The “Reformat all” script will run Uncrustify on the entire document.

The “Reformat selection” is the same except “Input” is set to “Selection” and “Output” is set to “Replace Selection”.

The defaults.cfg does pretty well with obj-c but isn’t perfect. At least it’s consistent. One of these days I’ll find a better config for it it try fixing it myself.

Yahoo! UI Library

I don’t know if its because of their trying to compete with Google in the cool factor or what, but Yahoo has released some cool libraries and design pattern docs for creating interactive sites. I want to play with it sooo much right now, but I have a midtern in statistics tomorrow. Anyway, even if I don’t use their code I will be using it to learn how to do some cool things for a project I’m trying to figure out right now. Check out the Yahoo! UI Library and the Design Pattern Library.

Why do people switch to Linux?

I just came across an O’Reilly article about the reasons people switch to Linux, and how most people who switched did not do it out of hatred of Microsoft.

I’ve used Linux off and on since around 1996 or 1997, and am currently in one of the rare periods where there is no Linux box anywhere in my house. I think in a lot of ways it comes down to choosing the best tool for the job. In 1998 I built a dual-homed Redhat box to act as my firewall for my home network. At the time you could not just buy a Linksys router for $30 and Linux was a cheaper and better solution that Windows. When I decided I wanted to learn PHP and mySQL, the obvious solution was to stick a Linux box in the closet. When KDE became stable enough to actually use, and quit leaving core dump files all over the system, I started using Linux for my primary desktop. There was a couple year period where I hardly touched a Windows machine outside of work. As a computer science student, most of my labs have to be compiled to run on the schools Solaris machines, and being able to develop on Linux (using KDevelop, by the way) greatly increased my productivity compared to students who used Windows to edit files and had to copy them to the remote Sun box just to try to compile and debug. Right now I’m back to using Windows XP on my primary machine. I’m past most of the coding classes now, and the coding classes I have left are focusing on VB.Net. I’m also taking my communications classes that include assignments requiring specific features in Microsoft Office like tracking changes and embedding charts creating in Excel in Word docs. Right now Windows is the best tool for what I need to do. I still use Thunderbird as my mail client, and was even able to transfer my old messages and settings from my last Linux box to Windows.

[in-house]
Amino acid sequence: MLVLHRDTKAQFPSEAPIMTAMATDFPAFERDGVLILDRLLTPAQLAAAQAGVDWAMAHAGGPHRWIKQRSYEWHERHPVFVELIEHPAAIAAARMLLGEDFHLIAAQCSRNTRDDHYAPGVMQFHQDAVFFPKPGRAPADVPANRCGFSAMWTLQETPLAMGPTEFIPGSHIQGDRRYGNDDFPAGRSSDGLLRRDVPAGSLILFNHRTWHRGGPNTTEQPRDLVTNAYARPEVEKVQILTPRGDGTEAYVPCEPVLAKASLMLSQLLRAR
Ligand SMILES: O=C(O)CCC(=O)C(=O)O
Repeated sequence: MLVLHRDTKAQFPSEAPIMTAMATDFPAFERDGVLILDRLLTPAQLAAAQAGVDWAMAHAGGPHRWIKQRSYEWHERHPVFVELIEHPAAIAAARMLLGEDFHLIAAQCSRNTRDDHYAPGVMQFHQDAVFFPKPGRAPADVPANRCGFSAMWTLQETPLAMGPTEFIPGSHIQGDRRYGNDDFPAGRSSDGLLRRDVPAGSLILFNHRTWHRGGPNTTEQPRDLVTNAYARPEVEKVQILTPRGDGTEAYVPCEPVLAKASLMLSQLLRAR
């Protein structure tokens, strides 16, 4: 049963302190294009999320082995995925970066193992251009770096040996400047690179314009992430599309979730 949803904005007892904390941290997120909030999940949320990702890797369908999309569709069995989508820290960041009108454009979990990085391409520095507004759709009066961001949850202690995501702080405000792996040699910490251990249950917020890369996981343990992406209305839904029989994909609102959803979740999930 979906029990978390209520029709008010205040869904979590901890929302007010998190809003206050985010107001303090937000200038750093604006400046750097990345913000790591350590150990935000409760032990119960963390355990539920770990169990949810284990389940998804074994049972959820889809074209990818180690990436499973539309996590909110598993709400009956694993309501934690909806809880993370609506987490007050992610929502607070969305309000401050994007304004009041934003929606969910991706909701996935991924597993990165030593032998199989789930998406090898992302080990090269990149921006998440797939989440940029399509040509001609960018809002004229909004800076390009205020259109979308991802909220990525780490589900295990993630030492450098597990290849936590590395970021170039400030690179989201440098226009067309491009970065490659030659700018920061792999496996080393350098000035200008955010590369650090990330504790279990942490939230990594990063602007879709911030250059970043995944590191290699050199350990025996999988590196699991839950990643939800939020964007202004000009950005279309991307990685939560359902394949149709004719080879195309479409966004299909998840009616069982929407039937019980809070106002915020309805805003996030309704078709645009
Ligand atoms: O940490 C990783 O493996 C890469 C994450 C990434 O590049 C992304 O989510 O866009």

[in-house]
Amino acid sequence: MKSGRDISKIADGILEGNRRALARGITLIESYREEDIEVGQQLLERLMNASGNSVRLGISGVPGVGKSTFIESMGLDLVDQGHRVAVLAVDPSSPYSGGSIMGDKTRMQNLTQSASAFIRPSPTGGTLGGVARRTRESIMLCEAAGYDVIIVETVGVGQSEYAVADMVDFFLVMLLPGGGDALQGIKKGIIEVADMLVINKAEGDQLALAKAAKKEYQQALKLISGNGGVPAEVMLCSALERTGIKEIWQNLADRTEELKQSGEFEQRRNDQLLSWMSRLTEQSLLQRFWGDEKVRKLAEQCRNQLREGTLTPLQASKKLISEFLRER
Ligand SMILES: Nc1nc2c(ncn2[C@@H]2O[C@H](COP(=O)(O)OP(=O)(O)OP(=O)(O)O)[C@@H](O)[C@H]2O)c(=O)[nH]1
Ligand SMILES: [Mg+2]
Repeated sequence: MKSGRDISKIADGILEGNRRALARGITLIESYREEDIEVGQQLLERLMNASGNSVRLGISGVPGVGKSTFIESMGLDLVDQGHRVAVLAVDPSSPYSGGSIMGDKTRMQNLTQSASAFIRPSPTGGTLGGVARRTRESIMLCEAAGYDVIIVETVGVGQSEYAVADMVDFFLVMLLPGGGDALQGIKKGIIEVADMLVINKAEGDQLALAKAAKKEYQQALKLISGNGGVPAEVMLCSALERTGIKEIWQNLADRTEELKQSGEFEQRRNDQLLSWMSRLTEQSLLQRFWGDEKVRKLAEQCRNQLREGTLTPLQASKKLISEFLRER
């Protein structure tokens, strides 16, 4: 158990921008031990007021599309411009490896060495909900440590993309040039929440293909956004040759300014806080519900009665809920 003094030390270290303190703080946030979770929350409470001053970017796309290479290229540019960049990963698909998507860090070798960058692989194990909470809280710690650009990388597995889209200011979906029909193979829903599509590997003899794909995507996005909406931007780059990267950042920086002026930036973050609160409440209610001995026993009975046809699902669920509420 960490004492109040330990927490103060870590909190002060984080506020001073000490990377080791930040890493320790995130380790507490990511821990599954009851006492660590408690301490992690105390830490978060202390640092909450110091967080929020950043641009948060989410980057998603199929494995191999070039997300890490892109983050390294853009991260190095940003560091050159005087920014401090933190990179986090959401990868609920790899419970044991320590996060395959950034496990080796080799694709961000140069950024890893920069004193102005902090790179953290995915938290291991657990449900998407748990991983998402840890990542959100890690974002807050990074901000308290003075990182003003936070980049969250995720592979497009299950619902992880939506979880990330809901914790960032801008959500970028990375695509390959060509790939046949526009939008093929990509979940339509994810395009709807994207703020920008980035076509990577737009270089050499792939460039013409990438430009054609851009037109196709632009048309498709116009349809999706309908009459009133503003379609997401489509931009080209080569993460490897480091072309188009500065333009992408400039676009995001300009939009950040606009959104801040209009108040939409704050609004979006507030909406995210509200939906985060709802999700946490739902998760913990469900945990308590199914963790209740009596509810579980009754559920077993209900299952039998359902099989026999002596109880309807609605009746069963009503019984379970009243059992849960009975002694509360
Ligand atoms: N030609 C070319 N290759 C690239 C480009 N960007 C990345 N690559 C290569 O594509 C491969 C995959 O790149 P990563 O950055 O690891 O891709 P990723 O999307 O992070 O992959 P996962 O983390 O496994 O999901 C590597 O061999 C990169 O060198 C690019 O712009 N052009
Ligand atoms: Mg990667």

So, after next summer I’ll be done with my degree and won’t have that to weigh on my OS decision. What will I choose? I just don’t know. If I’m still playing with c# in my spare time I might stick with Windows XP, or move to Vista. Then again I might just buy a Mac.

Visual Studio Rots the Mind

If you’re a Windows programmer you should know who Charles Petzold is. Ten years ago his Programming Windows book was the best source of information on the win32 API, and now he has written a handful of .Net books. Apparently he’s come to the conclusion that Visual Studio Rots the Mind and his lengthy rant is excellent. Personally I don’t think this is Visual Studio’s fault, especially since in many ways Visual Studio is just keeping up with competitors like Eclipse, but is more a commentary on how current development tools encourage development to follow certain patterns that focus on productivity instead of creativity.